Age 16 to 18 Challenge Level:

What can you say about the common difference of an AP where every term is prime?

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Target Six

Age 16 to 18 Challenge Level:

Show that x = 1 is a solution of the equation x^(3/2) - 8x^(-3/2) = 7 and find all other solutions.

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Whole Number Dynamics III

Age 14 to 18

In this third of five articles we prove that whatever whole number we start with for the Happy Number sequence we will always end up with some set of numbers being repeated over and over again.

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Mechanical Integration

Age 16 to 18 Challenge Level:

To find the integral of a polynomial, evaluate it at some special points and add multiples of these values.

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Always Perfect

Age 14 to 16 Challenge Level:

Show that if you add 1 to the product of four consecutive numbers the answer is ALWAYS a perfect square.

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Exponential Intersection

Age 16 to 18 Challenge Level:

Can the pdfs and cdfs of an exponential distribution intersect?

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Pair Squares

Age 16 to 18 Challenge Level:

The sum of any two of the numbers 2, 34 and 47 is a perfect square. Choose three square numbers and find sets of three integers with this property. Generalise to four integers.

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Polite Numbers

Age 16 to 18 Challenge Level:

A polite number can be written as the sum of two or more consecutive positive integers. Find the consecutive sums giving the polite numbers 544 and 424. What characterizes impolite numbers?

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Quadratic Harmony

Age 16 to 18 Challenge Level:

Find all positive integers a and b for which the two equations: x^2-ax+b = 0 and x^2-bx+a = 0 both have positive integer solutions.

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A Knight's Journey

Age 14 to 18

This article looks at knight's moves on a chess board and introduces you to the idea of vectors and vector addition.

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A Computer Program to Find Magic Squares

Age 16 to 18

This follows up the 'magic Squares for Special Occasions' article which tells you you to create a 4by4 magicsquare with a special date on the top line using no negative numbers and no repeats.

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Mouhefanggai

Age 14 to 16

Imagine two identical cylindrical pipes meeting at right angles and think about the shape of the space which belongs to both pipes. Early Chinese mathematicians call this shape the mouhefanggai.

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Mediant Madness

Age 14 to 16 Challenge Level:

Kyle and his teacher disagree about his test score - who is right?

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Proofs with Pictures

Age 14 to 18

Some diagrammatic 'proofs' of algebraic identities and inequalities.

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The Triangle Game

Age 11 to 16 Challenge Level:

Can you discover whether this is a fair game?

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Impossible Sandwiches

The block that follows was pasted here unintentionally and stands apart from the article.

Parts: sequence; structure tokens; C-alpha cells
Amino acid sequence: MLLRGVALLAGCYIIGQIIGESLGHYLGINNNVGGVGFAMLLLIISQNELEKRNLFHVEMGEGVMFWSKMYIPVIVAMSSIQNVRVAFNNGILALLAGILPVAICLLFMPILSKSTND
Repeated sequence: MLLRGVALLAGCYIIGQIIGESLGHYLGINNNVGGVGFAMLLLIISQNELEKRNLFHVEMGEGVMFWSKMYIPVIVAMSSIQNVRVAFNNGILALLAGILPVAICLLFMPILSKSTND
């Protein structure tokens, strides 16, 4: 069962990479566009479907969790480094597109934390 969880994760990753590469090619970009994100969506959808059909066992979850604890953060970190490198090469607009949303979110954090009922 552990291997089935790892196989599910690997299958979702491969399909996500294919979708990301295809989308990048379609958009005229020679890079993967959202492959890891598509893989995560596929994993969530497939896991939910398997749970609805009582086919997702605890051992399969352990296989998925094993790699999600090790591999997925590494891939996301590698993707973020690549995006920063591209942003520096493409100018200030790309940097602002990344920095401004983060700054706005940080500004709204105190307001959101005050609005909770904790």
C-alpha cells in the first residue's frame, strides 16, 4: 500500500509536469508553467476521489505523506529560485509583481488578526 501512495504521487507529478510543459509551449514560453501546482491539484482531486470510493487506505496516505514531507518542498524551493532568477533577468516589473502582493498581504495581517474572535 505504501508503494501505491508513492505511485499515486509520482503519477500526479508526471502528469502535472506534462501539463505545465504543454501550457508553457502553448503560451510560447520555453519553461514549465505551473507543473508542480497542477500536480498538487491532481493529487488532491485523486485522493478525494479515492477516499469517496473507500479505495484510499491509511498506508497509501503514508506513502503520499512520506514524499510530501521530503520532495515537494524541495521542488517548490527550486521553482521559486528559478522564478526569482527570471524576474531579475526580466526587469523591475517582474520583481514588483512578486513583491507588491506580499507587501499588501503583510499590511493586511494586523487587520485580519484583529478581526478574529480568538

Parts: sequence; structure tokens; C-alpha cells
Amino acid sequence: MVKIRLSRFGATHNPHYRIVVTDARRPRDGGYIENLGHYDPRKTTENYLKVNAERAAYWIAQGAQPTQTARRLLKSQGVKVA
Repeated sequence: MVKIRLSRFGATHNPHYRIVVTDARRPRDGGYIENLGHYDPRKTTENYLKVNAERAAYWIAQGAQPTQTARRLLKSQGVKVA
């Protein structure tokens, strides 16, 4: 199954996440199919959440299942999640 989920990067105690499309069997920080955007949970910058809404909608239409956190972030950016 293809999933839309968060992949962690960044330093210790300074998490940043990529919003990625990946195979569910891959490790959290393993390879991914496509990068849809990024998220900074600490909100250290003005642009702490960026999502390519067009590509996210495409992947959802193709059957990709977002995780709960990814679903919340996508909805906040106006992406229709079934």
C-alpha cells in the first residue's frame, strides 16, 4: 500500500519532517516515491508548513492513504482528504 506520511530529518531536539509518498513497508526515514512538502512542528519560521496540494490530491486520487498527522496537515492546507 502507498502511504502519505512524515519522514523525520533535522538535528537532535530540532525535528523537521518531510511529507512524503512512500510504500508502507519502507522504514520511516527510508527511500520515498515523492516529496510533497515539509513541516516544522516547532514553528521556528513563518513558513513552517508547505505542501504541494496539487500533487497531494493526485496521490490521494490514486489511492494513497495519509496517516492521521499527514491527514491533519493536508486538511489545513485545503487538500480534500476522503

Age 11 to 18

In this 7-sandwich: 7 1 3 1 6 4 3 5 7 2 4 6 2 5 there are 7 numbers between the 7s, 6 between the 6s etc. The article shows which values of n can make n-sandwiches and which cannot.

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Binary Sequences

Age 16 to 18 Challenge Level:

Show that the infinite set of finite (or terminating) binary sequences can be written as an ordered list whereas the infinite set of all infinite binary sequences cannot.

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Some Circuits in Graph or Network Theory

Age 14 to 18

Eulerian and Hamiltonian circuits are defined with some simple examples and a couple of puzzles to illustrate Hamiltonian circuits.

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Similarly So

Age 14 to 16 Challenge Level:

ABCD is a square. P is the midpoint of AB and is joined to C. A line from D perpendicular to PC meets the line at the point Q. Prove AQ = AD.

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Three Frogs

Age 14 to 16 Challenge Level:

Three frogs started jumping randomly over any adjacent frog. Is it possible for them to finish up in the same order they started?

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Pareq Exists

Age 14 to 16 Challenge Level:

Prove that, given any three parallel lines, an equilateral triangle always exists with one vertex on each of the three lines.

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Unit Interval

Age 14 to 18 Challenge Level:

Take any two numbers between 0 and 1. Prove that the sum of the numbers is always less than one plus their product?

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Water Pistols

Age 16 to 18 Challenge Level:

With n people anywhere in a field each shoots a water pistol at the nearest person. In general who gets wet? What difference does it make if n is odd or even?

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Thousand Words

Age 16 to 18 Challenge Level:

Here the diagram says it all. Can you find the diagram?

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Composite Notions

Age 14 to 16 Challenge Level:

A composite number is one that is neither prime nor 1. Show that 10201 is composite in any base.